Sensors

What Sensors Do

Sensors fulfill an interesting role in the world of science and engineering. When a sensor is designed and built it does not simply communicate the temperature, pressure, or any piece of information in some kind of raw form. Instead, sensors are connected to instruments that understand signals as voltages and then this voltage is turned into useful and meaningful information (0s and 1s), usually through an analog-to-digital converter. This means that what sensors do in our world is convert real-world measurements of the type of signal that the sensor is sensitive to, and it provides a voltage response that is used to measure the environment that the sensor is subjected to.

What to Do with Sensors

There are many resources to pull from for inspiration on designing your own sensor suite if you are not sure where to begin. One thing to consider is that your mission is made possible (and inspired) by radiosondes, which are launched twice per day from around the world (there are 92 launch sites just in North America) into the stratosphere to feed atmospheric conditions into weather models. One main difference between your mission and a radiosonde (at least I hope so) is that radiosondes are not recovered after their flight. To make up for this, radiosondes transmit their data down to a ground station continuously, which you can also do but it is a significant body of extra work that is not required for a successful balloon mission.

Scientific Lineage: Radiosondes

Radiosondes contribute to numerical models of the atmosphere by recording these measurements:[1]

  • Pressure

  • Altitude

  • Geographical position (Latitude/Longitude)

  • Temperature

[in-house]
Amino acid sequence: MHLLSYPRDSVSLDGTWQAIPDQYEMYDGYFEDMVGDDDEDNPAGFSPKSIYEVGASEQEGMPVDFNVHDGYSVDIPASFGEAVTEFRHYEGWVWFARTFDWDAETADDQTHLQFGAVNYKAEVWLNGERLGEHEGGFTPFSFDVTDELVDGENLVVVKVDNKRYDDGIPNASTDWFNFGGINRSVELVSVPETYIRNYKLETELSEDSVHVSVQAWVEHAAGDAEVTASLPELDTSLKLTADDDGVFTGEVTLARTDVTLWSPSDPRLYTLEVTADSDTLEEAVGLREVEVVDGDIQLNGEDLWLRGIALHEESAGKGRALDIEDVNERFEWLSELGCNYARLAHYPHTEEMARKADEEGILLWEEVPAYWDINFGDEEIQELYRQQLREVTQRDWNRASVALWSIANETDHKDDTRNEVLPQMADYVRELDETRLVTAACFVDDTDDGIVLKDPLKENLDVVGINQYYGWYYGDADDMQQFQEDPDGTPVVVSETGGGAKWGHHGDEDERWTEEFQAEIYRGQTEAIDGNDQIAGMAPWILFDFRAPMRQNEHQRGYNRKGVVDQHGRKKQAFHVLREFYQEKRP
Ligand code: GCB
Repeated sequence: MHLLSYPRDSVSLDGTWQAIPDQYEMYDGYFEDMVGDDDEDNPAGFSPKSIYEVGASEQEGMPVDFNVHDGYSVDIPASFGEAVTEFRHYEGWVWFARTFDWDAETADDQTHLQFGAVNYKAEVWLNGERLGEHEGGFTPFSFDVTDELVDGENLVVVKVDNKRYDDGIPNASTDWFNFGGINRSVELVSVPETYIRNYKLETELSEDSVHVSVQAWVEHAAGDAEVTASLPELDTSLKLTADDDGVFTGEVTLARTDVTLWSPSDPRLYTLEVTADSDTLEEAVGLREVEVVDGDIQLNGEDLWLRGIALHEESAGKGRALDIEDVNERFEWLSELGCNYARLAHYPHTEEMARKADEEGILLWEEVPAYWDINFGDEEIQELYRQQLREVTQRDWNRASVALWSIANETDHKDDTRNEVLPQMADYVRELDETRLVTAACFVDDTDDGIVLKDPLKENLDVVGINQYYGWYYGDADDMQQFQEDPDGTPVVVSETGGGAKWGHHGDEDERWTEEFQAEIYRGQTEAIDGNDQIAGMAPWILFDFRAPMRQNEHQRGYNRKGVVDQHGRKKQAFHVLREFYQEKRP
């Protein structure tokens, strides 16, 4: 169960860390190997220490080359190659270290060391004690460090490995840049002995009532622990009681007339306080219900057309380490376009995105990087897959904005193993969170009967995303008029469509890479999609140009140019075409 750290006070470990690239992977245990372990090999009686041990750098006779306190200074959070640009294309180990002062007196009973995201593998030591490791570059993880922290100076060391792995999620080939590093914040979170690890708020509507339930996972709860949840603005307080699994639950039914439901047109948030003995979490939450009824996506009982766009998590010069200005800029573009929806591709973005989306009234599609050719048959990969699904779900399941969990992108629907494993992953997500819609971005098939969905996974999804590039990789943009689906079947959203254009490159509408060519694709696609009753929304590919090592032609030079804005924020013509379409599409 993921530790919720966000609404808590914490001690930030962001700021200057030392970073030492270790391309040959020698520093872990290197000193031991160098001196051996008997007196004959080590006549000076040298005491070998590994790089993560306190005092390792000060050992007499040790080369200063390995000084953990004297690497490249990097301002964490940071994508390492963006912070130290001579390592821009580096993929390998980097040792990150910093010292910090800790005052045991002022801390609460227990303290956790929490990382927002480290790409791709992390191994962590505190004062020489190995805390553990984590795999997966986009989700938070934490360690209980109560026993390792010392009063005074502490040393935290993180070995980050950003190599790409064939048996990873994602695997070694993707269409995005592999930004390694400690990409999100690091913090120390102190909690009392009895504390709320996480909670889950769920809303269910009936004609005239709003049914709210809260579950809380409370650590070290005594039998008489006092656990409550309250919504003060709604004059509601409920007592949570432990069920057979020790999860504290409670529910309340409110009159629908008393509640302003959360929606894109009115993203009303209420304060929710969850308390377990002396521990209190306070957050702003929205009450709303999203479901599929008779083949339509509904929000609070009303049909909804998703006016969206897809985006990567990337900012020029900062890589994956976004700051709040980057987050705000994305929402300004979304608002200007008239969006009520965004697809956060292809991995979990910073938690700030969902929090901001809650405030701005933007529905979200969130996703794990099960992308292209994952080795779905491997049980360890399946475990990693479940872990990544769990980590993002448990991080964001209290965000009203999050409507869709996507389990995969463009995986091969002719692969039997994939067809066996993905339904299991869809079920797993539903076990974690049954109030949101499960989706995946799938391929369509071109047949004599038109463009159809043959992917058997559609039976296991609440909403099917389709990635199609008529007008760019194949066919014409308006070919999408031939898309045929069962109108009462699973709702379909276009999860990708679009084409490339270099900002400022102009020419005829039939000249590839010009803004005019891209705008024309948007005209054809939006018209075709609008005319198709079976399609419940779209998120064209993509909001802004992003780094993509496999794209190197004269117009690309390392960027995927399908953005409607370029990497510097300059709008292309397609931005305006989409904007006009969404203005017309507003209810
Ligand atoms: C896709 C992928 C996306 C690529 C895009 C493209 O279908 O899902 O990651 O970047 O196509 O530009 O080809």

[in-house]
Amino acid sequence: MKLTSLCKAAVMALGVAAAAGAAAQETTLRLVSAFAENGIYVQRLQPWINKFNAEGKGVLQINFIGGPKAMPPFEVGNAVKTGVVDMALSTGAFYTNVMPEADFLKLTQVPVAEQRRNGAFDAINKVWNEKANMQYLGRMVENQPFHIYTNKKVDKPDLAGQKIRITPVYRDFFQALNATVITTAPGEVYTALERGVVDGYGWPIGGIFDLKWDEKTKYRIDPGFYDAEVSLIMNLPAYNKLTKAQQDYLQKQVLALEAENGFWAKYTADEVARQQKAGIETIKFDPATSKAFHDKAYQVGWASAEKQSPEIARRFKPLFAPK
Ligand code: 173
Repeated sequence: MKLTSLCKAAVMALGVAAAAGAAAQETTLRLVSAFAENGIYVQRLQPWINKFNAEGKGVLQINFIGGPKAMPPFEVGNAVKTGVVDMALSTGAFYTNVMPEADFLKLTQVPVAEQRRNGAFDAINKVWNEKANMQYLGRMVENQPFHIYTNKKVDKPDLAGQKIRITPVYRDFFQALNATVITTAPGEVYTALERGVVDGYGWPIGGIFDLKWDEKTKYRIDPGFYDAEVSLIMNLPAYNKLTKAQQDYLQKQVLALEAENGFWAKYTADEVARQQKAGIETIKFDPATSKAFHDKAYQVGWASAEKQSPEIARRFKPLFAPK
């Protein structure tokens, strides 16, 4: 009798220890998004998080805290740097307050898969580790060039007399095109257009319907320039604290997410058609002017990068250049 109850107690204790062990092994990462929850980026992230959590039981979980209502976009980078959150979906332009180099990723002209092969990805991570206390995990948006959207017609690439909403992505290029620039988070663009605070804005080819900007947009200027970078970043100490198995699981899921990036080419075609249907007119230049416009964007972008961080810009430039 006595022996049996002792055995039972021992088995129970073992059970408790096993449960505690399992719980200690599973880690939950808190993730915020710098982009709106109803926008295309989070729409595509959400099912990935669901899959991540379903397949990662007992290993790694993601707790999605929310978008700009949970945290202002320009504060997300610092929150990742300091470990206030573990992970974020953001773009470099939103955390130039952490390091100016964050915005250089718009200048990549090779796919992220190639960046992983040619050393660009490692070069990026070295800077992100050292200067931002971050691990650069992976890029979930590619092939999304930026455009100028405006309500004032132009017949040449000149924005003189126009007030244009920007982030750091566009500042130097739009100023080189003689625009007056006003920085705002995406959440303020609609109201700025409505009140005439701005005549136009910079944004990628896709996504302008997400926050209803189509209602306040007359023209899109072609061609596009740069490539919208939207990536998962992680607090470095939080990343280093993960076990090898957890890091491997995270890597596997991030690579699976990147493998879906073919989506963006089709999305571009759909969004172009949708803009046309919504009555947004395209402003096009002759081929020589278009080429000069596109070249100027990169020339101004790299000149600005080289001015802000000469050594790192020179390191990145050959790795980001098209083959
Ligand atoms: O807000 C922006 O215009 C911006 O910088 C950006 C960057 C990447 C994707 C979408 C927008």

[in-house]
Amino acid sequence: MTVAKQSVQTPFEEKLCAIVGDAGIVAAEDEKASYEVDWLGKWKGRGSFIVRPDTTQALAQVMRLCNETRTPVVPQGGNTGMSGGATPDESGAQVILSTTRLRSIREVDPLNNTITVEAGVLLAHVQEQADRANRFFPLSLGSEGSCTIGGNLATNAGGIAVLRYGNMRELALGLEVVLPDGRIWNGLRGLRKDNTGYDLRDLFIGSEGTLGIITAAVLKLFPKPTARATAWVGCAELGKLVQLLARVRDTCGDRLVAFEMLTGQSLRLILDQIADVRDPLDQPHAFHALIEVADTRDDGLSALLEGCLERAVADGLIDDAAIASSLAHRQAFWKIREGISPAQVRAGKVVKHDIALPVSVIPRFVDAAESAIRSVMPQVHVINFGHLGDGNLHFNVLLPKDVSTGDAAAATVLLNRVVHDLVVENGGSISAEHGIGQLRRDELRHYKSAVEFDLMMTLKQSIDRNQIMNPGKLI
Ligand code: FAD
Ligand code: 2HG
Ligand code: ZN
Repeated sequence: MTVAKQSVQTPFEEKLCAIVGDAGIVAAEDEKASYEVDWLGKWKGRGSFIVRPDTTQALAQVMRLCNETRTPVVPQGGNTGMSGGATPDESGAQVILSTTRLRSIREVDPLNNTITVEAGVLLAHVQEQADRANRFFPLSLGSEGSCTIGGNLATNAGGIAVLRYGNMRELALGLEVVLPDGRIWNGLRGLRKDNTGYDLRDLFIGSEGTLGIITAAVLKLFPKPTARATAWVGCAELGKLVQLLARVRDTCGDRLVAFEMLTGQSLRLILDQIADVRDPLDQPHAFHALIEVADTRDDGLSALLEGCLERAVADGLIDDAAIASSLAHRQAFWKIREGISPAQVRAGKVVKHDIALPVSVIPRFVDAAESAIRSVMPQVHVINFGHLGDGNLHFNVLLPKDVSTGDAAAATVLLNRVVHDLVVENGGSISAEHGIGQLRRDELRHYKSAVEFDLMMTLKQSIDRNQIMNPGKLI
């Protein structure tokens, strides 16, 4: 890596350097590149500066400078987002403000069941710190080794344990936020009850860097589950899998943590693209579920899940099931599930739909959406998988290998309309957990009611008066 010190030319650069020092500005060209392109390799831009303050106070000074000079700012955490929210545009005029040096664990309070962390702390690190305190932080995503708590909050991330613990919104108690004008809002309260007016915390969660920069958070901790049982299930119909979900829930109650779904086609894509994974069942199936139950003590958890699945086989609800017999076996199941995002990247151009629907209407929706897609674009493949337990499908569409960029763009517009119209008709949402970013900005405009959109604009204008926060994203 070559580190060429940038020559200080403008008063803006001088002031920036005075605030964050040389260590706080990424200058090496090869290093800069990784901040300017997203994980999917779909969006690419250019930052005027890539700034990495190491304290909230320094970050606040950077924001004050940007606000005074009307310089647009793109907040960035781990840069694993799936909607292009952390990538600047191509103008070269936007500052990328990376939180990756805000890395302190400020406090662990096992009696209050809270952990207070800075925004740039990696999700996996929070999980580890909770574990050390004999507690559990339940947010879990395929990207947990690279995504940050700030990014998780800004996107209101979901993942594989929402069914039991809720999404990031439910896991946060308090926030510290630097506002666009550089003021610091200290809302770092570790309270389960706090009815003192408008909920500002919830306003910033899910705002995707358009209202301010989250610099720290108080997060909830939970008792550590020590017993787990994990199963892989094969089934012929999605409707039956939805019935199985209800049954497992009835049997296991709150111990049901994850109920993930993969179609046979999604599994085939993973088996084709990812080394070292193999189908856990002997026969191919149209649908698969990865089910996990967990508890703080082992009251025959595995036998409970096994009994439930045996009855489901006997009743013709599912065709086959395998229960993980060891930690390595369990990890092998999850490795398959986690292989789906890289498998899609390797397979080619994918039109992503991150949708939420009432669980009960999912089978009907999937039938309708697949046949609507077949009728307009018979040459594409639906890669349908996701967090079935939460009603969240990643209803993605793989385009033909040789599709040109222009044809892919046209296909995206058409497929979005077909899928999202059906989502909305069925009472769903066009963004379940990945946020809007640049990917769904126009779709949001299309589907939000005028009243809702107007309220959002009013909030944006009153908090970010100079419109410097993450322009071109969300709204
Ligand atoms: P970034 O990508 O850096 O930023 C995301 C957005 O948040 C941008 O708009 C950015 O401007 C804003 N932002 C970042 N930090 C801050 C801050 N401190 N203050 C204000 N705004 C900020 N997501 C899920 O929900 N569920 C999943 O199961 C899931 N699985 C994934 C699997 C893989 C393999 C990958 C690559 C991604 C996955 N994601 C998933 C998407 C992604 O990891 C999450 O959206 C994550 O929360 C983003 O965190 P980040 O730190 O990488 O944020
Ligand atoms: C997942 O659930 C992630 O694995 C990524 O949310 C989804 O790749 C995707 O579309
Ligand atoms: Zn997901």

• Relative humidity

  • Wind (both wind speed and wind direction)

  • Cosmic ray readings at high altitude

There can also be great interest and value in recording engineering information (system health or “housekeeping” data) for your homebuilt payload like battery voltage, battery temperature, and motion with an Inertial Measurement Unit (IMU; usually at least 3 axes of acceleration and of rotation, while sometimes there is magnetometer data as well). Other science data can come from designed payloads that, for example, expose seeds to cosmic rays and the near-vacuum of the stratosphere, measure the distribution of scattered light across the electromagnetic spectrum, monitor sound propagation through different levels of the atmosphere, determine the rate of data corruption in a storage device, or show what your favorite toy looks like when taking remote-control selfies from space. If you don’t have too many ideas already, you can find many other[2],[3],[4],[5],[6],[7],[8] examples of experiments that have been conducted from high altitude balloons if you do a search online. If your thirst for experiments is still not quenched then you can take a look at the 100,000+ sensors at Digi-Key.[9] Otherwise, for most sensor needs you will be well-served by SparkFun.[10]

More to Explore

Has there ever been an anemometer, pitot tube, or static (pressure) port on an amateur high altitude balloon mission? Is this an area of fresh investigation? For a very detailed look at more sensor and experiment topics you can see Chapter 8 of the high altitude ballooning guide by L. Paul Verhage.[11]

Notes

[1] http://en.wikipedia.org/wiki/Radiosonde

[2] http://www.highaltballoon.com/flight-data

[3] http://www.highaltballoon.com/experiments

[4] https://community.balloonchallenge.org/t/payload-sensors/657

[5] https://community.balloonchallenge.org/t/payload-overview/660

[6] https://www.sparkfun.com/tutorials/185

[7] https://sites.google.com/site/ucsdnearspaceballoon/previous-launches/december-6-2008

[8] https://sites.google.com/site/ucsdnearspaceballoon/previous-launches/july-17-2010

[9] https://www.digikey.com/products/en/sensors-transducers/25

[10] https://www.sparkfun.com/categories/23

[11] http://www.nearsys.com/pubs/book/chap8.pdf